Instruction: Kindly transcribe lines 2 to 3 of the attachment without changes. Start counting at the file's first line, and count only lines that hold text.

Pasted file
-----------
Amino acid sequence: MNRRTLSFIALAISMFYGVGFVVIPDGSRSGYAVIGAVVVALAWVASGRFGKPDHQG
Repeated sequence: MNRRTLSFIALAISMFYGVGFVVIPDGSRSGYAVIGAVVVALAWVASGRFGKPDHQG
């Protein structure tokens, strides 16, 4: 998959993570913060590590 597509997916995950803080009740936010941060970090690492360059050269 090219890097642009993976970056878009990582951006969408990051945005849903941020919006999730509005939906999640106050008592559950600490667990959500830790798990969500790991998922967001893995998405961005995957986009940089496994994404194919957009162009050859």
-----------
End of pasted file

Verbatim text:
Repeated sequence: MNRRTLSFIALAISMFYGVGFVVIPDGSRSGYAVIGAVVVALAWVASGRFGKPDHQG
């Protein structure tokens, strides 16, 4: 998959993570913060590590 597509997916995950803080009740936010941060970090690492360059050269 090219890097642009993976970056878009990582951006969408990051945005849903941020919006999730509005939906999640106050008592559950600490667990959500830790798990969500790991998922967001893995998405961005995957986009940089496994994404194919957009162009050859």